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Skyway Is Making Big Moves. It’s Also Facing Tough Choices.

As development begins in Skyway, residents and community organizations are weighing the balance between investments and gentrification.

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It doesn't get much Blacker or Browner than Skyway – at least in Washington state. Seattle's neighbor to the south is not only two-thirds people of color, but it's also 27% Black. And like most Black and BIPOC cities across the US, its communities have faced dramatic levels of divestment.


According to the Seattle Times, "…sidewalks and bus routes have been scarce. Weeds have marred the baseball diamonds. Today, the area has no bank, no pharmacy, no all-ages restaurant with many tables, and only one supermarket. For years, the sign above a church on the main drag has read 'Pray for Peace in Skyway' referring to nearby shootings…."


Skyway Can Do Better


The residents of Skyway are stepping it up, though, and they're organizing for change. Skyway Solutions, a local community development organization founded by King County Councilmember Larry Gossett, leads the charge to form a plan. By conducting outreach into traditionally excluded communities from the planning process, Skyway Solutions hopes to actualize a program to revolutionize the area in ways that align with the needs of the community and the opportunities provided by both King County and the City of Seattle. They are encouraging community input and attempting to implement solutions that the residents of Skyway have long been seeking. These solutions can come with consequences that also demand consideration.


Annexation

Skyway is unincorporated. As a result, it is currently dependent on King County for public funding. That funding is often scarce, and incorporating it into a larger city could put Skyway in a position to receive more aid. In 2012, the community entertained the idea of annexing into Renton, but that idea was voted down because residents didn't believe that Renton had enough resources to fund Skyway's needs fully. Annexing into Seattle could bring in more funding and opportunities. This option also raises concerns about gentrification.


Development or Gentrification


Seattle was the fastest growing city in 2022. The housing vacancy rate in Skyway is 0%. According to Ryan Quigtar, a program director at Skyway Solutions, “People looking to escape Seattle rent will move out here because it is still ‘Seattle,’ but relatively cheaper.”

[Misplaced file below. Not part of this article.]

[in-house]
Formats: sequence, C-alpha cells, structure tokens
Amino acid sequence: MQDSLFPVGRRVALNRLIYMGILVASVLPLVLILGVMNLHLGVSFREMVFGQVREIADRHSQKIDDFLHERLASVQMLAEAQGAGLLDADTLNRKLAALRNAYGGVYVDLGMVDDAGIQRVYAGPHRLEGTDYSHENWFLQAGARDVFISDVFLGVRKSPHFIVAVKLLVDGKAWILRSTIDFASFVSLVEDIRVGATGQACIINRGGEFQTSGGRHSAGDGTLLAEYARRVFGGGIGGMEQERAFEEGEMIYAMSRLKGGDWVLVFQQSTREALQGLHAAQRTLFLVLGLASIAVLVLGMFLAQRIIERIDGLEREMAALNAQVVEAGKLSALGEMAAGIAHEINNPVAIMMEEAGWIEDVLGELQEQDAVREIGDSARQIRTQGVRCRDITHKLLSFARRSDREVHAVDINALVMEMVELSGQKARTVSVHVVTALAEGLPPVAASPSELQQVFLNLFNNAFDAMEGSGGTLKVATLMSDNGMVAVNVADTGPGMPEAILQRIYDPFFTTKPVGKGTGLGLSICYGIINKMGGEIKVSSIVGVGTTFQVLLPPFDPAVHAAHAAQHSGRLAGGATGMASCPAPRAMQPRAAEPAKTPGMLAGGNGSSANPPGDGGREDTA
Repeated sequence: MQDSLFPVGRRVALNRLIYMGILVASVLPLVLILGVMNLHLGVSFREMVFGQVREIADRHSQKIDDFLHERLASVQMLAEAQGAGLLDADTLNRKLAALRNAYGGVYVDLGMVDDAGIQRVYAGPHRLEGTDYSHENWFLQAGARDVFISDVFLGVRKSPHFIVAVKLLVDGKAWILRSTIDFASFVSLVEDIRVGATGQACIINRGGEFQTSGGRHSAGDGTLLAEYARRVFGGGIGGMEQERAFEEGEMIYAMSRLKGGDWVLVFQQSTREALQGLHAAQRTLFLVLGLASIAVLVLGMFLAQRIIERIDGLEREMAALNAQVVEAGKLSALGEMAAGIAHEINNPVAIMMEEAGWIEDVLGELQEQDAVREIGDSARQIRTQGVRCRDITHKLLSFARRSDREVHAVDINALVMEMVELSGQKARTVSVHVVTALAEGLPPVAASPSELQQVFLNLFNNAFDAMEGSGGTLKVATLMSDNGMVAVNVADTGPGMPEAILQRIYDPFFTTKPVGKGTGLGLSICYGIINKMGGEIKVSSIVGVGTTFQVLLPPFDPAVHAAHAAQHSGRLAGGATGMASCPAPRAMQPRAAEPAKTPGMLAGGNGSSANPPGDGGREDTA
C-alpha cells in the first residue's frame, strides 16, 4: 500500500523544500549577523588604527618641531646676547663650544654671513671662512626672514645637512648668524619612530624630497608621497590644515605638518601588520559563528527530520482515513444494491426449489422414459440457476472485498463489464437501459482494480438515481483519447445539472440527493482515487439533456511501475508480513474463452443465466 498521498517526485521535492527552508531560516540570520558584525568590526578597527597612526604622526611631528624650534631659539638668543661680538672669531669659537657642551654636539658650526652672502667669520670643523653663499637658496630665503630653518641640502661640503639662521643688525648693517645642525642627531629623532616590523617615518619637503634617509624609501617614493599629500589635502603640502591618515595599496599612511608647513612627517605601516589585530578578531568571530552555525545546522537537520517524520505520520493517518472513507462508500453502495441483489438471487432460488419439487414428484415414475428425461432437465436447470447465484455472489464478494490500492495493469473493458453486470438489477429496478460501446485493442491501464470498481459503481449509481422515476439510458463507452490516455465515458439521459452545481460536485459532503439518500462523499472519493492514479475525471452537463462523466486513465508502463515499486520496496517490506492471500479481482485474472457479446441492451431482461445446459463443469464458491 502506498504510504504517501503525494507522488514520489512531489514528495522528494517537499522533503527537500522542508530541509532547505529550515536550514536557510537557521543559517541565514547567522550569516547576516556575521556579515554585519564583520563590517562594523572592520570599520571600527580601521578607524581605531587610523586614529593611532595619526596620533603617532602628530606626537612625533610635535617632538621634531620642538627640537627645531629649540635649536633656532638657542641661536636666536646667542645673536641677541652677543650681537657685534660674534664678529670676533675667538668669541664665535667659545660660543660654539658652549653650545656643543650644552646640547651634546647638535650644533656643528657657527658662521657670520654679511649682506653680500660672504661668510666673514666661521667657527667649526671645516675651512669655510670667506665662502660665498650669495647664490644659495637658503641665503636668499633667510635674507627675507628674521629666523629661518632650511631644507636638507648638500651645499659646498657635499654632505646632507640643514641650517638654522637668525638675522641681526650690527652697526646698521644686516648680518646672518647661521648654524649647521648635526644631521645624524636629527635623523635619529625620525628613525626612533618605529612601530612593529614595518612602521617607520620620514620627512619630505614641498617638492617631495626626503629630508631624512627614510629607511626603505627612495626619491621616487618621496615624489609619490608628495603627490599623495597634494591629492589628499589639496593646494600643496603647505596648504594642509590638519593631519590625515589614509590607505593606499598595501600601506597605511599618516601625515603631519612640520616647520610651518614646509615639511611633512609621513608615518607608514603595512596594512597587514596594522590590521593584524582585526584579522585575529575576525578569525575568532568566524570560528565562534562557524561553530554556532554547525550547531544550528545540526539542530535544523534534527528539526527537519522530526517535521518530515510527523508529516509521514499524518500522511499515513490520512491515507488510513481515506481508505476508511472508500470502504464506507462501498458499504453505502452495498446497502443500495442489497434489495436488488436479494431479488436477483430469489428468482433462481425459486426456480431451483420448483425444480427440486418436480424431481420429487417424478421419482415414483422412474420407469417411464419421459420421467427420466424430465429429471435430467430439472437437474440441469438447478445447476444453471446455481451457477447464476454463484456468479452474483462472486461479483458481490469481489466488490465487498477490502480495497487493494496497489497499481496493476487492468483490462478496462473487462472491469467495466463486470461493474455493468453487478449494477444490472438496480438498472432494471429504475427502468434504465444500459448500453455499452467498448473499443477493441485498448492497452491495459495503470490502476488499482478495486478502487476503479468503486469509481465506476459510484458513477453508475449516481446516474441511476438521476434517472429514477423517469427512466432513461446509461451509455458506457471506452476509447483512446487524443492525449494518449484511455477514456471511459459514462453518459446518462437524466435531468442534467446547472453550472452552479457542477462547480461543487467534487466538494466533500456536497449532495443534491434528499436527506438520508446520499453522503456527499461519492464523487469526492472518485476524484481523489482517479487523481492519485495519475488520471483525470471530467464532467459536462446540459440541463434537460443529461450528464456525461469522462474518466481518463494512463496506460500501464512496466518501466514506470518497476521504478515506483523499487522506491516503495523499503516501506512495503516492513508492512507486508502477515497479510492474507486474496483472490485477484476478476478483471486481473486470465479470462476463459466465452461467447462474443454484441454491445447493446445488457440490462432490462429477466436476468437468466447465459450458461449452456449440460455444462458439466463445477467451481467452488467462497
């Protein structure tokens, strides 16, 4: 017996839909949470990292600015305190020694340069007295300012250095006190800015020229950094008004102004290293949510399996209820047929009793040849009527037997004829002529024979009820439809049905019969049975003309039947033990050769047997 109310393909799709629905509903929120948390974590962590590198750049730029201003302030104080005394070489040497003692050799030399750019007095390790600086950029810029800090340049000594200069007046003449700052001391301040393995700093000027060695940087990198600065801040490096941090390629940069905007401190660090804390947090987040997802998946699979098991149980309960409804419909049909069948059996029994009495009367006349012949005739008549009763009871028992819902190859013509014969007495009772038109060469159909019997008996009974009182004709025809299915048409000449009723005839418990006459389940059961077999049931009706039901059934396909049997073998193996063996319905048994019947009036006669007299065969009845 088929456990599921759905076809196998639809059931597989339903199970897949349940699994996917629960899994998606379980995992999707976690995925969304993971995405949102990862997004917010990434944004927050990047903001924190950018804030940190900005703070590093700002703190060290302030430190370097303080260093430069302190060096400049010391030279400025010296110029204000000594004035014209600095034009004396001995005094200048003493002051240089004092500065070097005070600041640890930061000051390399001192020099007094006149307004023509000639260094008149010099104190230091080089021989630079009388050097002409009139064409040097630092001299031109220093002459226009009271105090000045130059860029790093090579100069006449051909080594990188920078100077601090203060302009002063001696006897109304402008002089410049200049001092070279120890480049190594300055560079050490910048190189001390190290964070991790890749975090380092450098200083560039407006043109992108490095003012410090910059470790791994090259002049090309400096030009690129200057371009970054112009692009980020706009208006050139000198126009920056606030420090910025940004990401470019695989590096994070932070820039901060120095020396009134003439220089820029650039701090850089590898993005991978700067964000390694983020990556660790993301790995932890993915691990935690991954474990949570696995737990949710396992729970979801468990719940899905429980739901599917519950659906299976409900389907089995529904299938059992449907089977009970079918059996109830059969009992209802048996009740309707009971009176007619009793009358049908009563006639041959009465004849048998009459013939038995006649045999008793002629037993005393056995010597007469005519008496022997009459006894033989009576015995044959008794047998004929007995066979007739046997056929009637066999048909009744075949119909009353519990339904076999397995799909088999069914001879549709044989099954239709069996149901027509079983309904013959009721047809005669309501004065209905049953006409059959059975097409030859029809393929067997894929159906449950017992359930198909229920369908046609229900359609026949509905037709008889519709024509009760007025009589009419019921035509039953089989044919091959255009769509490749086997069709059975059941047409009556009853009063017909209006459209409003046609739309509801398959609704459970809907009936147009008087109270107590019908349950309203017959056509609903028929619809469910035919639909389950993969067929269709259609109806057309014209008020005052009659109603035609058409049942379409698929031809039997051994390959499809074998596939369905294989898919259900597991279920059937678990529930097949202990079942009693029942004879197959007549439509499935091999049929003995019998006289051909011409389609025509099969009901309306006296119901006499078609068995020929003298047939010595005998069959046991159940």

And if people with options want to move into Skyway, residents with fewer options will be forced to move out. Organizers like Quigtar hope efforts to develop more low-income units and increase density will ease the burden placed on low-income residents of color as Skyway continues to march down the development path. Skyway's rent has increased by 27% over the past year. For the 1700 community members that live below the poverty line already and for the thousands more that live below the area median income, the little more than the 60-70 units of affordable housing currently being planned will do little to alleviate their concerns.


Whether Skyway will become part of Seattle or continue to seek investments from King County and private investors has yet to be determined. Whatever choice residents make, though, comes with consequences. If they remain unincorporated, they face a continued lack of resources. If they annex Seattle, they face gentrification and displacement. If they organize effectively and continue to center their efforts on the needs of the most vulnerable community members, the potential is there to develop without displacement.



Do you own a business in Skyway that could benefit from free or affordable assistance in growing your business? Get started today!


 

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GS Potter is a researcher, analyst, and strategist with over 20 years of experience supporting grassroots and grasstops organizations, media outlets, and strategy firms. Her specialty is producing content and analysis for BIPOC communities and those supporting them.

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